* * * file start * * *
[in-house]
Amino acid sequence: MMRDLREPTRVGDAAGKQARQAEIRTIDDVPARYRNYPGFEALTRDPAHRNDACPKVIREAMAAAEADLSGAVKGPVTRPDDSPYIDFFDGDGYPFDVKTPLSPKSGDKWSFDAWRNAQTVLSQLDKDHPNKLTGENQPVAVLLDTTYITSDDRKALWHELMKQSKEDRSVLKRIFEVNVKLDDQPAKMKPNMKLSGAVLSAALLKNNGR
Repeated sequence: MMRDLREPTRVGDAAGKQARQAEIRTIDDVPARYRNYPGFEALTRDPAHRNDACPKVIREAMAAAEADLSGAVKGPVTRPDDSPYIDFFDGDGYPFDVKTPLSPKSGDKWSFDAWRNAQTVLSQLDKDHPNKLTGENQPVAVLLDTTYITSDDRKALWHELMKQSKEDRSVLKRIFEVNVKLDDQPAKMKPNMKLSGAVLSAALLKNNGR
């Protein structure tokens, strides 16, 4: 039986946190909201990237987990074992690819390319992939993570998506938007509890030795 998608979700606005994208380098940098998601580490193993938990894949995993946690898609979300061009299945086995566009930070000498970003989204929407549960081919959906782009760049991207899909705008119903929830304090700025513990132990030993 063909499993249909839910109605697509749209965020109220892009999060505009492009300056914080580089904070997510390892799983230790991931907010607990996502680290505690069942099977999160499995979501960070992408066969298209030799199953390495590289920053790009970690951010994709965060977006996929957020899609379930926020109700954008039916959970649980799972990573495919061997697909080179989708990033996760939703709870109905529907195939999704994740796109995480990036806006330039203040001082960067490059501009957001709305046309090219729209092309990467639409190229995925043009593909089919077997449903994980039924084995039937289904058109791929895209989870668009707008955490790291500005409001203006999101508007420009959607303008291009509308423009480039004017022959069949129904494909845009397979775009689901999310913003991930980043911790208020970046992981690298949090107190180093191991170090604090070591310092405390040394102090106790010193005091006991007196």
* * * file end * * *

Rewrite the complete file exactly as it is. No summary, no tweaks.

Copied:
[in-house]
Amino acid sequence: MMRDLREPTRVGDAAGKQARQAEIRTIDDVPARYRNYPGFEALTRDPAHRNDACPKVIREAMAAAEADLSGAVKGPVTRPDDSPYIDFFDGDGYPFDVKTPLSPKSGDKWSFDAWRNAQTVLSQLDKDHPNKLTGENQPVAVLLDTTYITSDDRKALWHELMKQSKEDRSVLKRIFEVNVKLDDQPAKMKPNMKLSGAVLSAALLKNNGR
Repeated sequence: MMRDLREPTRVGDAAGKQARQAEIRTIDDVPARYRNYPGFEALTRDPAHRNDACPKVIREAMAAAEADLSGAVKGPVTRPDDSPYIDFFDGDGYPFDVKTPLSPKSGDKWSFDAWRNAQTVLSQLDKDHPNKLTGENQPVAVLLDTTYITSDDRKALWHELMKQSKEDRSVLKRIFEVNVKLDDQPAKMKPNMKLSGAVLSAALLKNNGR
């Protein structure tokens, strides 16, 4: 039986946190909201990237987990074992690819390319992939993570998506938007509890030795 998608979700606005994208380098940098998601580490193993938990894949995993946690898609979300061009299945086995566009930070000498970003989204929407549960081919959906782009760049991207899909705008119903929830304090700025513990132990030993 063909499993249909839910109605697509749209965020109220892009999060505009492009300056914080580089904070997510390892799983230790991931907010607990996502680290505690069942099977999160499995979501960070992408066969298209030799199953390495590289920053790009970690951010994709965060977006996929957020899609379930926020109700954008039916959970649980799972990573495919061997697909080179989708990033996760939703709870109905529907195939999704994740796109995480990036806006330039203040001082960067490059501009957001709305046309090219729209092309990467639409190229995925043009593909089919077997449903994980039924084995039937289904058109791929895209989870668009707008955490790291500005409001203006999101508007420009959607303008291009509308423009480039004017022959069949129904494909845009397979775009689901999310913003991930980043911790208020970046992981690298949090107190180093191991170090604090070591310092405390040394102090106790010193005091006991007196």